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Painting the Swiss Alps

Daniel James Yeomans / Exhibitions  / Painting the Swiss Alps

Painting the Swiss Alps

 

The Swiss alps have enticed many landscape artists before me inspiring works, which in some cases have spanned throughout a painters whole life time.  Switzerland and it’s stunning landscapes has produced many good landscape painters including Segantini and Ferdinand Holder.  So now it’s my turn to follow in their snowy footsteps while I prepare for my next solo exhibition in Nyon next to Lake Geneva.

(for exhibtion details please see end of blog post)

 

It takes some time to paint a landscape painting, and that is when there are no mountains to navigate.  Finding the spots which inspire one to paint don’t always come easy and some days are spent skiing around with a sketchbook in hand trying to find that perfect spot with the light that makes the scene stand out.  On this blog I’ve made a few fun little videos to show you what is involved in painting en plein air in the mountains, so you can meet the people I meet, see the places I paint and next time you see a landscape painting in a gallery maybe you will see it slightly differently.

Day 1:

Here’s a quick clip to give you an idea of how I transport all my gear and set up to paint using the ski equipment.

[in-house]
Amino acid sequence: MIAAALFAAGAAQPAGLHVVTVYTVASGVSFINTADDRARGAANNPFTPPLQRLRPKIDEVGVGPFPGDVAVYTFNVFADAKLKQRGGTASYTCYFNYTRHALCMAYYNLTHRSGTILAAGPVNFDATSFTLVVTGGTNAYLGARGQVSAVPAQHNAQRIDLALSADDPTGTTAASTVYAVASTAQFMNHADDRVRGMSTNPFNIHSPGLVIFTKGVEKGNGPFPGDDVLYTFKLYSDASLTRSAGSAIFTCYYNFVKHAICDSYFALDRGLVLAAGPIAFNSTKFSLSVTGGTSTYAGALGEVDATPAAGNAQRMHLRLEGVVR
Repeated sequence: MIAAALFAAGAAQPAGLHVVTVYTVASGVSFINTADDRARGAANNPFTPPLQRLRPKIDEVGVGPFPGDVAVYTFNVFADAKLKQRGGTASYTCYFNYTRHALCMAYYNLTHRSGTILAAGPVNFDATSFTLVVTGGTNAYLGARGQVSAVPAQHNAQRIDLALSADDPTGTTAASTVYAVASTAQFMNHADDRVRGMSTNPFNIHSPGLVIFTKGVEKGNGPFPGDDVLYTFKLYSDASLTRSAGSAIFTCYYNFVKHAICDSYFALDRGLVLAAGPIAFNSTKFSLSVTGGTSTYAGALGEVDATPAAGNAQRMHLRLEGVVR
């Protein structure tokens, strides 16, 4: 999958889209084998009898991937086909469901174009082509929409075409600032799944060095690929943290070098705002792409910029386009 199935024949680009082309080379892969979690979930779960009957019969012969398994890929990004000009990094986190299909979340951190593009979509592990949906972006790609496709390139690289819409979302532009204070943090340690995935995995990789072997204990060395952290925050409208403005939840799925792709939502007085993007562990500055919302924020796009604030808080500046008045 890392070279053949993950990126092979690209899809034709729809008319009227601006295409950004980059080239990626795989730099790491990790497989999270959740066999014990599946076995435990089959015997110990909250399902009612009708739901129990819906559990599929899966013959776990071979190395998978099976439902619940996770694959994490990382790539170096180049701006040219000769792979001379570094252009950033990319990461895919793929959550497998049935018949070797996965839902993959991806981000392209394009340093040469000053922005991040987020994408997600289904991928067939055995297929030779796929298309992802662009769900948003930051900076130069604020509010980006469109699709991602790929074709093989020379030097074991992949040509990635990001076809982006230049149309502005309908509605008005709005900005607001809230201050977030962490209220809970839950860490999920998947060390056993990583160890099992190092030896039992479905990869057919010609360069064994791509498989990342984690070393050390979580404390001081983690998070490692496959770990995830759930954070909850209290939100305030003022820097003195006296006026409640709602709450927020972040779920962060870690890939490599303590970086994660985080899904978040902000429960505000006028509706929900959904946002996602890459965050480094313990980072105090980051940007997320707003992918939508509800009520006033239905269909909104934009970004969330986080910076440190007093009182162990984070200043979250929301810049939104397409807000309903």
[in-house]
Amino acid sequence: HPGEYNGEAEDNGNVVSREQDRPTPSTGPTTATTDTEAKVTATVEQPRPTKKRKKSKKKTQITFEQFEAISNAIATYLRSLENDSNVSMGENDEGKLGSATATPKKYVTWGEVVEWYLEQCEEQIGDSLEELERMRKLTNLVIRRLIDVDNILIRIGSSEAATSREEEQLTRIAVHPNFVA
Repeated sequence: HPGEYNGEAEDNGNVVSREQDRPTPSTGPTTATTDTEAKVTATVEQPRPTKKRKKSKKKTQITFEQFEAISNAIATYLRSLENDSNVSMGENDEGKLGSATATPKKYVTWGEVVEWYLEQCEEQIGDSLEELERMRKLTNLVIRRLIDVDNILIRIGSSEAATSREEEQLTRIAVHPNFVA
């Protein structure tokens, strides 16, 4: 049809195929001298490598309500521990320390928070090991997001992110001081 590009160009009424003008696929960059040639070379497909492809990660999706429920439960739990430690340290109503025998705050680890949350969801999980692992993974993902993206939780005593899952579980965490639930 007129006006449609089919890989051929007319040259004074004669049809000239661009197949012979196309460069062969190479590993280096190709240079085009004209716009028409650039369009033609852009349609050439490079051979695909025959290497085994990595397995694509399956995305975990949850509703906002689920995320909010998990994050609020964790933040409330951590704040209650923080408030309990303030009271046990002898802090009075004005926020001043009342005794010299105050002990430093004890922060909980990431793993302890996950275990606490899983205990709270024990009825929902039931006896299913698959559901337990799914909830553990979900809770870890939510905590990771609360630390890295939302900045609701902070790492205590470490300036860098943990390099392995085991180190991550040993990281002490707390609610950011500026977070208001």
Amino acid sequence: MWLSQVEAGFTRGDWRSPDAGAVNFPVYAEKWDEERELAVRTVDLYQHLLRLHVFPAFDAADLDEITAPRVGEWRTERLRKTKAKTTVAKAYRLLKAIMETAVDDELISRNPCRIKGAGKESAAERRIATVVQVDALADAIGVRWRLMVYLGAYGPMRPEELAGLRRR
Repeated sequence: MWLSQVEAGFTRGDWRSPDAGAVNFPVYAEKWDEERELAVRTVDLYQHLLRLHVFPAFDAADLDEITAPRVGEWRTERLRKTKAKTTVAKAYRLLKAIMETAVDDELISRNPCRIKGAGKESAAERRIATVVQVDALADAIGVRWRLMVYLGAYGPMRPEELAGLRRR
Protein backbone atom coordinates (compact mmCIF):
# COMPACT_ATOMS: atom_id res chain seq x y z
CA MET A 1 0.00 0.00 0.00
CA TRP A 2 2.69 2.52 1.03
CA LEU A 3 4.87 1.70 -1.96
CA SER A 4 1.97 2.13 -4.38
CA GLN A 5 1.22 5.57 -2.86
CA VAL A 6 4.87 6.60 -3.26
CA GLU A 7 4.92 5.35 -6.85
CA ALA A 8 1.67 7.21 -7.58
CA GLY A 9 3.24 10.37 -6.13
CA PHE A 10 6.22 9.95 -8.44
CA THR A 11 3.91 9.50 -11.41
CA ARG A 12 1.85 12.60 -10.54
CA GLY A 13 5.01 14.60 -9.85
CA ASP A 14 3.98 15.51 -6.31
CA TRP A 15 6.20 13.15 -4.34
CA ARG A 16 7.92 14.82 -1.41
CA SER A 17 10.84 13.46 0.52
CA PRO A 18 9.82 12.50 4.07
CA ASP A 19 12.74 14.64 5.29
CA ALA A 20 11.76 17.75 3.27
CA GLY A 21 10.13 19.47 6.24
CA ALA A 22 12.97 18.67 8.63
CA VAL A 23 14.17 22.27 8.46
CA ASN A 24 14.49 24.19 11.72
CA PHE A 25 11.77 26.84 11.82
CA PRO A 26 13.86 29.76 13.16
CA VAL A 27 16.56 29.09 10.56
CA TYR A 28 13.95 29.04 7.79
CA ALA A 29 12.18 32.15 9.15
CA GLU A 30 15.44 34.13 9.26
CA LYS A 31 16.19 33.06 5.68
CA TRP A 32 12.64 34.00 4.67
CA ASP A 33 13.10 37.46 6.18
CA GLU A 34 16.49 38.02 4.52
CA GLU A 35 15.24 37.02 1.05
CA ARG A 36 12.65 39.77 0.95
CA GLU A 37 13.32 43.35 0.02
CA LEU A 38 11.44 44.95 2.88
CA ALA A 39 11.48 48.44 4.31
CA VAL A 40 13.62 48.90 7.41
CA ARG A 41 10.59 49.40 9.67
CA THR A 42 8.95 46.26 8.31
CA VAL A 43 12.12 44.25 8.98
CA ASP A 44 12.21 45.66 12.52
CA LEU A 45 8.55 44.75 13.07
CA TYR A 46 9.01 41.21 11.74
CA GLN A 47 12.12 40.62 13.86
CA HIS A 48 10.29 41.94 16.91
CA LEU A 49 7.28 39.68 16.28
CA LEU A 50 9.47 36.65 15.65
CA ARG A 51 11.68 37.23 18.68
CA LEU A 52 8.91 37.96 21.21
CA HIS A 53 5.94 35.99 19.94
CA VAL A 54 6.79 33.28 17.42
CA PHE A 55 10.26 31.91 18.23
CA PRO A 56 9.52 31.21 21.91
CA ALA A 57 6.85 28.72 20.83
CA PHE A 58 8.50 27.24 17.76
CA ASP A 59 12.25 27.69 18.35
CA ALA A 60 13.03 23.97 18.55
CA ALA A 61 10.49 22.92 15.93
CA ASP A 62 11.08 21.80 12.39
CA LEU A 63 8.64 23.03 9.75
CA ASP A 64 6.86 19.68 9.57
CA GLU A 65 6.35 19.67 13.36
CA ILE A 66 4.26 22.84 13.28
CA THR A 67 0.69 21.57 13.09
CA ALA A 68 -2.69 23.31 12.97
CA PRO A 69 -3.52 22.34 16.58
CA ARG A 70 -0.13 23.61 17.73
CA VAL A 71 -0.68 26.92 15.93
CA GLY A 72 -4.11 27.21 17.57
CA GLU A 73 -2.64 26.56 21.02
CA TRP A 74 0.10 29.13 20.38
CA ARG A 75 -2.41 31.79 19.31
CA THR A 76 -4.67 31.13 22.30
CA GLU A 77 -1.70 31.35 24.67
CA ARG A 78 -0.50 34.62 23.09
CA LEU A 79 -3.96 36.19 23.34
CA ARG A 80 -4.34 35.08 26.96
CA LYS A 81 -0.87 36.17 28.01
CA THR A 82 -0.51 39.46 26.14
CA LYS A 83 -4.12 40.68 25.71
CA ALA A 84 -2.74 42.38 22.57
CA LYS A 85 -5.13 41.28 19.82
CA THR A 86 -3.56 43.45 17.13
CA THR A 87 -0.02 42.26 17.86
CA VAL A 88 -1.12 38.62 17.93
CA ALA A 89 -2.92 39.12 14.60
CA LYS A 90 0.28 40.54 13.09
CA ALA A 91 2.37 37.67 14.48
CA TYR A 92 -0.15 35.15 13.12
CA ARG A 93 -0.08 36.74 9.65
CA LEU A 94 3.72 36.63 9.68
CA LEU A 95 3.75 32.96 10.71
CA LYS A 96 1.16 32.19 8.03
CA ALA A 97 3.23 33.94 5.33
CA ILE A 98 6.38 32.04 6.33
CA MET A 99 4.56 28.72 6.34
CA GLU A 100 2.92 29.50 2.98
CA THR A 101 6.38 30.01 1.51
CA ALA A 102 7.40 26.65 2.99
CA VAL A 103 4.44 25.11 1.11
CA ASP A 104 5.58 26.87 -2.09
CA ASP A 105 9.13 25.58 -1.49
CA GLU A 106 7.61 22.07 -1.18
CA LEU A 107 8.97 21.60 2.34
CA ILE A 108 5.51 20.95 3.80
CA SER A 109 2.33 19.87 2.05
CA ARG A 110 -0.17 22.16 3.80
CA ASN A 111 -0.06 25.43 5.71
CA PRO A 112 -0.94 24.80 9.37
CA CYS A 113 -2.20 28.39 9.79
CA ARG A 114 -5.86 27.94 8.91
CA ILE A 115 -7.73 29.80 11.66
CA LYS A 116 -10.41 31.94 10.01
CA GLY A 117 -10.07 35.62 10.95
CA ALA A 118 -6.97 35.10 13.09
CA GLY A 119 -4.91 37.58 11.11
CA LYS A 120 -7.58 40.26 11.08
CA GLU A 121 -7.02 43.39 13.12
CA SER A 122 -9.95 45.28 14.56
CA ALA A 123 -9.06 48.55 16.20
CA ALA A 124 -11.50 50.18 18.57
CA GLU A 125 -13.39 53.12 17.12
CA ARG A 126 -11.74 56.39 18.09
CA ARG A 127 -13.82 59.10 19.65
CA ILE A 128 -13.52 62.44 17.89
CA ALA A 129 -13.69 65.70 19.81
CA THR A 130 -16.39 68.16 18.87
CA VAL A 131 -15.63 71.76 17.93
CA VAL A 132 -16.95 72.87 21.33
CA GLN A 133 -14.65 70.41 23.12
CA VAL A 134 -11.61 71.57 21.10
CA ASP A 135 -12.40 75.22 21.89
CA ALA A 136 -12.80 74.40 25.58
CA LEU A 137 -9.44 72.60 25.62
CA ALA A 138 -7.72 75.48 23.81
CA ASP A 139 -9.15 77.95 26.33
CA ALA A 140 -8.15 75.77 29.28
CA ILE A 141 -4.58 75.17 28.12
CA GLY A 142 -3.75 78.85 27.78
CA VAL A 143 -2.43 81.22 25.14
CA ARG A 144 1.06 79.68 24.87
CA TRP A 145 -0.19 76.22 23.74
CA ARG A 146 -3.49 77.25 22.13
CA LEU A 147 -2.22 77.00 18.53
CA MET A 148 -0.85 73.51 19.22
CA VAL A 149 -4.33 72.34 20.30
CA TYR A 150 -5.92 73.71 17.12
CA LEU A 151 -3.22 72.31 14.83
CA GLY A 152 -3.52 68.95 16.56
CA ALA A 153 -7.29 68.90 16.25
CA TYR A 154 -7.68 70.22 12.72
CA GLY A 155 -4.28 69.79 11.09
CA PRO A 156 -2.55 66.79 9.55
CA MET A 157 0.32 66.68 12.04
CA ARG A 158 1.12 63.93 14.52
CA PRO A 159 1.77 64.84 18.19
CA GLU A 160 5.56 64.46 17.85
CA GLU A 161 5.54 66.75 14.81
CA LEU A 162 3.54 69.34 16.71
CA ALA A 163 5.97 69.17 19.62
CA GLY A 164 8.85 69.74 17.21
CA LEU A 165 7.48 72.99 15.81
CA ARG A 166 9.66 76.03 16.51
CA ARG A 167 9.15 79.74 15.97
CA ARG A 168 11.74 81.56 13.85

Day 2:

I was out painting yesterday when Michel, who own a small hunters cabin up the mountain (which I happen to be painting) came out and said hello and we had a chat.  Next thing I know he came out again with a beer for me, then proceeded with a Coffee, then again with some delicious ‘Abbricotine au miel‘. (swiss family made schnapps) Then to top it off, invited me to eat a hunting meal with them the following day. So a huge thanks to Michel, Julot and Christophe for inviting me in!
A hunters cabin in the Swiss alps

 

Fashion over function, or in this case probably the opposite….

 

Painting at Sundown is probably one of the biggest challenges when it comes to plein air painting. The temptation to keep chasing the ever changing colours as they redden more and more is so tempting.  After numerous struggles with this problem I now note down the time on the back of each canvas so that I know exactly the moment of the of the sunset or the sunrise I preferred. So when I head back to finish the painting this really helps get rid of any doubt about colouring. I must also say that after two weeks of constant testing my Sorel expedition boots have really done their job. Even when it’s -10 Celsius and I’m just standing around in the deep snow my feet are quite toasty.

 

 

Below you can find all the details of my upcoming exhibition in Nyon, Switzerland. If you have any questions please do not hesitate to email me directly through the ‘contact‘ page

exhibition details - Nyon, Geneva

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